Brother Stowell, the one who worked the hand press, prostrate with an attack of pleurisy, and given up by his physician to die. I had never met Brother and Sister White until I saw them at the Sabbath meeting, October 29. Brother Stowell had requested prayers, believing the Lord would heal him. I was introduced to Brother and Sister White as " an advent minister who had accepted the truth during their absence." Brother White requested that I join them in praying for Brother Stowell, and that those remaining in the room engage in silent prayer while we were praying with the sick man. Brother White anointed him and prayed, then Sister White prayed, and I prayed. Brother Stowell followed us in prayer, claiming victory in the name of the Lord, and was instantly healed.

The same blessing that healed Brother Stowell placed Sister White in an " open vision." So in about thirty minutes from the time I was introduced to Sister White I saw her in vision, and have seen her in vision more than forty times since. After the vision she related to the Rochester company some of the things that had been shown her. Pages 318- 320 of " The Great Second Advent Movement " give an account of this vision.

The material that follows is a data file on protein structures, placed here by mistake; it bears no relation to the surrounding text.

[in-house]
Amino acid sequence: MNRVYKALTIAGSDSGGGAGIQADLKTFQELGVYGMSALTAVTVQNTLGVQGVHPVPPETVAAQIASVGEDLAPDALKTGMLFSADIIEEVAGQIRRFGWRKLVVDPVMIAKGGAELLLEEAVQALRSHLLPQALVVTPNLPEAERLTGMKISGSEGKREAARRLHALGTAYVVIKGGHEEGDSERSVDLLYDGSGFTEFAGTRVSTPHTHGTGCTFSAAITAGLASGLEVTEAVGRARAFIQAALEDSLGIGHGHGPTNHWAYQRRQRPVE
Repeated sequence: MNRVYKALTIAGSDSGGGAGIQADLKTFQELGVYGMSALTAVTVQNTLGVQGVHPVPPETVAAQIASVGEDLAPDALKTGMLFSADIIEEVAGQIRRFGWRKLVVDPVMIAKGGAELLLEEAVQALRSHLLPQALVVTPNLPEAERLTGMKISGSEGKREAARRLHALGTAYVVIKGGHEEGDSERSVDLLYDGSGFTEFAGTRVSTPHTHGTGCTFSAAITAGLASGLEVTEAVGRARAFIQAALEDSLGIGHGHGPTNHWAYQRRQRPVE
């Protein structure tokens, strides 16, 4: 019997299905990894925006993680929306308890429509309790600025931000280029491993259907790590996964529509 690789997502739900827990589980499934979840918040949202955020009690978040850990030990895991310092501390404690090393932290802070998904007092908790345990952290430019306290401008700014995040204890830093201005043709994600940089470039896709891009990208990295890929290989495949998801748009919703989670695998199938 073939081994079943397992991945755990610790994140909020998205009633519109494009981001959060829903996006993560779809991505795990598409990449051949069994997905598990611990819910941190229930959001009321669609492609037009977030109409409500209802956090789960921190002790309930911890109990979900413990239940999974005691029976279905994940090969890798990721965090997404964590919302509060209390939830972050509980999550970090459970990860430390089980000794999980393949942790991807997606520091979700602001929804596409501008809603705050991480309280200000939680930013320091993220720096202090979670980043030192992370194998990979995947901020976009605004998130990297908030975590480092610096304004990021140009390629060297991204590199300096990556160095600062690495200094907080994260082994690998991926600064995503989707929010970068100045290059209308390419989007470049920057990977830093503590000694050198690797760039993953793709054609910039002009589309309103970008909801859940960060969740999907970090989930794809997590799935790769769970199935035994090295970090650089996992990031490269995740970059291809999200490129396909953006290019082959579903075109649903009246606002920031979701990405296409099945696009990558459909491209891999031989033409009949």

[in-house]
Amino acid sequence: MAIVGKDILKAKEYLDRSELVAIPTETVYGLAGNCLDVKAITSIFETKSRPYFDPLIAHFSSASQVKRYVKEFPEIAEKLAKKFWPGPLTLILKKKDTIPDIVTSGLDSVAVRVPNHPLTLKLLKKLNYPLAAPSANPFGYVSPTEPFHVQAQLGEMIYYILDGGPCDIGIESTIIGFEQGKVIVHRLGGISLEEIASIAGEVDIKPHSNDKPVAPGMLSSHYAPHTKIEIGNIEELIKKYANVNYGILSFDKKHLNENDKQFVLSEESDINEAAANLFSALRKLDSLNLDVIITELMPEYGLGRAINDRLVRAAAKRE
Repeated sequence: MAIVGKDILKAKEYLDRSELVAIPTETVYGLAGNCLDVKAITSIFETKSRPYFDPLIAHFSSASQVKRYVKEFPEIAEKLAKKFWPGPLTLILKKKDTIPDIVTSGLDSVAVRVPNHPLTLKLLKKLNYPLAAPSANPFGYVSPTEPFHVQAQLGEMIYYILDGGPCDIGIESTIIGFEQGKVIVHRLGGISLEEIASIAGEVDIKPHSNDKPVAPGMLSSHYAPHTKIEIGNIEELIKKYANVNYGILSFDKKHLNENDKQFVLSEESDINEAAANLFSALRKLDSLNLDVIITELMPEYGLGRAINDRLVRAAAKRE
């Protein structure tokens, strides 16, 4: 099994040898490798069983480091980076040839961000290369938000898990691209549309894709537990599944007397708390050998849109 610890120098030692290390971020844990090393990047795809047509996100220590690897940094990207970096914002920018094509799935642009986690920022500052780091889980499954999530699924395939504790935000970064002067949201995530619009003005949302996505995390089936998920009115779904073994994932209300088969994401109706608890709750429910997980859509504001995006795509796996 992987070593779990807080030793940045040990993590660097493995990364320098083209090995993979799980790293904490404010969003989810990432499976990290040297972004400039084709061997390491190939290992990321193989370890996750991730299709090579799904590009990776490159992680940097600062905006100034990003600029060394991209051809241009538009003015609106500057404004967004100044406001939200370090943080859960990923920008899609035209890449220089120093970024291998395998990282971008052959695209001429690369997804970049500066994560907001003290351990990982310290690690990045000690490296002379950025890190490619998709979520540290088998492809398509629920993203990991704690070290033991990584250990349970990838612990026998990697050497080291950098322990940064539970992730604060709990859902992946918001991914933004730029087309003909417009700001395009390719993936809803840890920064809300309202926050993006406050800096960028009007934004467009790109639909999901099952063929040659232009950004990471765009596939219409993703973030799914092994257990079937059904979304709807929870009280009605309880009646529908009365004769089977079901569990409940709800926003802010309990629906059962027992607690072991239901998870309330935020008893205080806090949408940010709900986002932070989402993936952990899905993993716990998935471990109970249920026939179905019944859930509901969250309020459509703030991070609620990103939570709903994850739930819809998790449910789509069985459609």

At the close of that Sabbath service Brother White presented me with copies of the REVIEW published in Maine, the volume printed at Saratoga Springs, and all the numbers of Volume III up to that date. These I read, and have had the privilege of reading every copy of the paper since that time. When I read what Sister White said, not long before her last illness,— " To those who fail to read the REVIEW and keep track of the progress of the work, the loud cry of the message may come, and they not know it,"— I decided that I must see every number of the REVIEW.